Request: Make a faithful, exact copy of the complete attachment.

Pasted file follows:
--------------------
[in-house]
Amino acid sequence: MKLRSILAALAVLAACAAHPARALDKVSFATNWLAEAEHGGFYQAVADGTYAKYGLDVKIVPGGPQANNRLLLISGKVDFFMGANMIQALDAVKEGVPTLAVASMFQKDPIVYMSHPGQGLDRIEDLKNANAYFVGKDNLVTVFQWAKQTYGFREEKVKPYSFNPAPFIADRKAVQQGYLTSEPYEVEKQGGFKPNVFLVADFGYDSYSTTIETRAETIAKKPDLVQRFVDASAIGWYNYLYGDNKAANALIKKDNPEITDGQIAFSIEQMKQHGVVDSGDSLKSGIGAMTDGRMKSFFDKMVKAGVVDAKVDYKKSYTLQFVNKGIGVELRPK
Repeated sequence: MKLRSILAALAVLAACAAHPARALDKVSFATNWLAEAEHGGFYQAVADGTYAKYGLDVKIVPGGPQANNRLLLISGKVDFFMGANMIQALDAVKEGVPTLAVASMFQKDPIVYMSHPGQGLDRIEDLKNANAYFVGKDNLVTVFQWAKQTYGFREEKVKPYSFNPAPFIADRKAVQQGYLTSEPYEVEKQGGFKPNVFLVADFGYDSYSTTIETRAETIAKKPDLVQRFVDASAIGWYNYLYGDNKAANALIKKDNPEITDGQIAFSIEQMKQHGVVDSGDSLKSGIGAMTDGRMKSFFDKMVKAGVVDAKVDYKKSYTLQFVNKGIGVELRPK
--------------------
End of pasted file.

[in-house]
Amino acid sequence: MKLRSILAALAVLAACAAHPARALDKVSFATNWLAEAEHGGFYQAVADGTYAKYGLDVKIVPGGPQANNRLLLISGKVDFFMGANMIQALDAVKEGVPTLAVASMFQKDPIVYMSHPGQGLDRIEDLKNANAYFVGKDNLVTVFQWAKQTYGFREEKVKPYSFNPAPFIADRKAVQQGYLTSEPYEVEKQGGFKPNVFLVADFGYDSYSTTIETRAETIAKKPDLVQRFVDASAIGWYNYLYGDNKAANALIKKDNPEITDGQIAFSIEQMKQHGVVDSGDSLKSGIGAMTDGRMKSFFDKMVKAGVVDAKVDYKKSYTLQFVNKGIGVELRPK
Repeated sequence: MKLRSILAALAVLAACAAHPARALDKVSFATNWLAEAEHGGFYQAVADGTYAKYGLDVKIVPGGPQANNRLLLISGKVDFFMGANMIQALDAVKEGVPTLAVASMFQKDPIVYMSHPGQGLDRIEDLKNANAYFVGKDNLVTVFQWAKQTYGFREEKVKPYSFNPAPFIADRKAVQQGYLTSEPYEVEKQGGFKPNVFLVADFGYDSYSTTIETRAETIAKKPDLVQRFVDASAIGWYNYLYGDNKAANALIKKDNPEITDGQIAFSIEQMKQHGVVDSGDSLKSGIGAMTDGRMKSFFDKMVKAGVVDAKVDYKKSYTLQFVNKGIGVELRPK